Indeed, Chom Chom provides a unique dining experience in a friendly, attentive & comfortable mid-town environment. If you're anywhere near 5th (or 6th) Avenue & anywhere in or around the west 50s - and have a hankering for (Asian) food in the growing Korean "modern" domain - I urge you to give this resto a try. If you do, and love it ... well, we'll just keep that our secret!

During the past few seasons, The Metropolitan Museum of Art (1000 5th Ave., at 82nd St.) has curated several truly spectacular shows in the sector where art reflects fashion (couture) & fashion (couture) parallels and, sometimes, metamorphoses into art. 

Currently, "Impressionism, Fashion & Modernity," is just such a show, just such a spectacle, well worth a visit ... a must see that is ending, regrettably, next week. If you make your way to The Met soon, you will witness eight galleries replete with fabulous modernist/impressionist paintings, sculpture & fashion items, for example, that are well known (e.g., by Manet, Renoir, Degas) and others that are, simply, new to you.

"The Swing"
The notion - the point of view - that fashion is art, is reflected in art, or underlies certain themes & content of specific paintings, while not new at all ... is, again, spectacularly on view here in these 8 galleries, in numerous paintings, sculptures, photographs, fashion plates & assorted preserved period pieces (including everything from summer dresses for the park, to evening wear, to hats, scarves & accessories of all sorts, and even men's suits, shoes & les chapeaux).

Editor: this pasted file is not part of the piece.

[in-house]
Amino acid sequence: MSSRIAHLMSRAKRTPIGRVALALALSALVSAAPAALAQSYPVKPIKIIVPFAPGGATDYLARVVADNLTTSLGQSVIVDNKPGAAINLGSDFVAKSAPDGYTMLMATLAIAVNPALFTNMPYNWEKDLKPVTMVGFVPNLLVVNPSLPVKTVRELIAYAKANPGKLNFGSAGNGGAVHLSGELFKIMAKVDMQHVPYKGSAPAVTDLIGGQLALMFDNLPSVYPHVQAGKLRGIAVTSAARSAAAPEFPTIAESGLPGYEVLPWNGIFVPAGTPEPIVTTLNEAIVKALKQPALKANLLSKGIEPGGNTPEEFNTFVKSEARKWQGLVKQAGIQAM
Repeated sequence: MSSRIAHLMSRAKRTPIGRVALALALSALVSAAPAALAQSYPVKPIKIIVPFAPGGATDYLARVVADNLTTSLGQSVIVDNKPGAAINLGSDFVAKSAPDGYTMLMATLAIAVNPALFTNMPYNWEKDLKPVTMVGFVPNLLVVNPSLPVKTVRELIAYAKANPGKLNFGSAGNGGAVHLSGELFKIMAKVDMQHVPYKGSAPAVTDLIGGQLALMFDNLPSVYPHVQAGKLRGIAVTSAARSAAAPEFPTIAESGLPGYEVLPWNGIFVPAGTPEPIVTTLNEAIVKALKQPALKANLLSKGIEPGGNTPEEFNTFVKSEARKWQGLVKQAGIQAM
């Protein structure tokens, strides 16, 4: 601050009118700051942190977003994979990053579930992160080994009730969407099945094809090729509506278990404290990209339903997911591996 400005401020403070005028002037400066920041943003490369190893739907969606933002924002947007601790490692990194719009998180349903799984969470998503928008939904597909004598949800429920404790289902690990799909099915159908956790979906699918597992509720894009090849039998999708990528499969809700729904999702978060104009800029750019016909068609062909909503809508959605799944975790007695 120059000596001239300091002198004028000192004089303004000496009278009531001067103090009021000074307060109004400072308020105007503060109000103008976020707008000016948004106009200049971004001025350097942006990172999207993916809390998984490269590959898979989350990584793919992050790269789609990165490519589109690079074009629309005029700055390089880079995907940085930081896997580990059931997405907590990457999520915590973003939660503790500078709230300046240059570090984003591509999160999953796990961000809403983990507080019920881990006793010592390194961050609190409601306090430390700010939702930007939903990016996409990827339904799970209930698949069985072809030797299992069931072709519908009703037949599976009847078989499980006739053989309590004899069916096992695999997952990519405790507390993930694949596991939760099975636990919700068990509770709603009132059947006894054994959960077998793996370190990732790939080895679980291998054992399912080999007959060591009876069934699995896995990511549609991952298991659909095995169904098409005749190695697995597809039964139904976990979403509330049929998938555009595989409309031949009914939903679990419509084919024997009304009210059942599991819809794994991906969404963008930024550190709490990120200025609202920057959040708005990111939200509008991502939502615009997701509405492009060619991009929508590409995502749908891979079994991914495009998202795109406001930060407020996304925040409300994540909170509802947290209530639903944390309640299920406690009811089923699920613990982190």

The Black Dress
Summing up - according to The Met's online description of this show - you will see the major role that fashion played "in the works of the Impressionists and their contemporaries." You will explore "the vital relationship between fashion and art during the pivotal years, from the mid-1860s to the mid-1880s, when Paris emerged as the style capital of the world." And, finally, you will witness the celebrated writers & painters of the then current Parisian avant-garde (Monet, Baudelaire, Mallarmé, Zola) as they "turned a fresh eye to contemporary dress, embracing la mode as the harbinger of la modernité."